Regulation in the public interest inevitably generates rents, that might be dissipated by inefficiently bestowing favors.  It also generates special pleading. The existing service is adequate. If additional service is required, the existing carriers can provide it. The applicant carrier is not competent to provide the service.  In Wisconsin, there will be an extensive review of all state certification of providers.
There is a virtual consensus among economists that state-enforced training requirements for a variety of low to mid-skill jobs, from catering to hair-braiding to interior decorating, have grown excessive, exerting a major drag on economic growth and employment—especially for people who don’t have the time or money to take thousands of hours of costly courses to practice a basic trade that isn’t particularly dangerous and whose skills can easily be judged by consumers.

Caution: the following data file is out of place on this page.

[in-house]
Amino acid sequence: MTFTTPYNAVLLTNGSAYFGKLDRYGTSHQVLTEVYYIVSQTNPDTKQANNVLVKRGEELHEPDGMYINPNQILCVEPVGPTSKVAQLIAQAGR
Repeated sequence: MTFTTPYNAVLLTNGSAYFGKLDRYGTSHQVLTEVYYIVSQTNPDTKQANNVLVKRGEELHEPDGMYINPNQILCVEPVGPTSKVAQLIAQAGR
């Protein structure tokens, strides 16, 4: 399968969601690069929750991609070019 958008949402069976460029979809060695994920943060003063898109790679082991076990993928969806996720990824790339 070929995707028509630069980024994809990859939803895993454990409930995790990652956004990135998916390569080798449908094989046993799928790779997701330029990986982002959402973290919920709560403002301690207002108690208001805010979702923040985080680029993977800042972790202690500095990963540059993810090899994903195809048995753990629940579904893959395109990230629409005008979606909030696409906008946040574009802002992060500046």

Licensing requirements for low-skilled work have exploded over the past decades for no other reason than that professional guilds have been able to capture state legislatures and used them to help entrench their market positions. Legislators in other states should follow Wisconsin in scrutinizing existing occupational licensing programs and assessing which ones actually serve the common good and which ones exist to protect narrow and well-connected interests.
I wonder where the egg-graders and butter-graders will wind up.

No comments: